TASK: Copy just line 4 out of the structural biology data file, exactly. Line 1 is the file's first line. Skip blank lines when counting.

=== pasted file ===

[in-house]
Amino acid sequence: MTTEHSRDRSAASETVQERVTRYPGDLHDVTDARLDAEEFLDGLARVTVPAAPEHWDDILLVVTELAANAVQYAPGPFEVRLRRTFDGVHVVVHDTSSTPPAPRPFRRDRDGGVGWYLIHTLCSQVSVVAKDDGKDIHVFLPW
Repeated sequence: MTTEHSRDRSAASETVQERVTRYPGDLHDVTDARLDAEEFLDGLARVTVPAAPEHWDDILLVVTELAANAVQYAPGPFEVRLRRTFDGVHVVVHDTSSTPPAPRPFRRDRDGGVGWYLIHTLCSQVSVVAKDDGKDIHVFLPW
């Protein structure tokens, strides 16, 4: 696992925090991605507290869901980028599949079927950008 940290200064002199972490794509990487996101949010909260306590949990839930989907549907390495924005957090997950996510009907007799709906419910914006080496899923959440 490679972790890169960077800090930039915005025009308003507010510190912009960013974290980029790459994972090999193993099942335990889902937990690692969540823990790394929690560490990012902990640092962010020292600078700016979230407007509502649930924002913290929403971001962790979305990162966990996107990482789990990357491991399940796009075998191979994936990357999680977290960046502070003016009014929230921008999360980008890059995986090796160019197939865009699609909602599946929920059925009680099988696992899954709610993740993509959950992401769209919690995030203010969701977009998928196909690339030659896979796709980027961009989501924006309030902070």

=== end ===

């Protein structure tokens, strides 16, 4: 696992925090991605507290869901980028599949079927950008 940290200064002199972490794509990487996101949010909260306590949990839930989907549907390495924005957090997950996510009907007799709906419910914006080496899923959440 490679972790890169960077800090930039915005025009308003507010510190912009960013974290980029790459994972090999193993099942335990889902937990690692969540823990790394929690560490990012902990640092962010020292600078700016979230407007509502649930924002913290929403971001962790979305990162966990996107990482789990990357491991399940796009075998191979994936990357999680977290960046502070003016009014929230921008999360980008890059995986090796160019197939865009699609909602599946929920059925009680099988696992899954709610993740993509959950992401769209919690995030203010969701977009998928196909690339030659896979796709980027961009989501924006309030902070």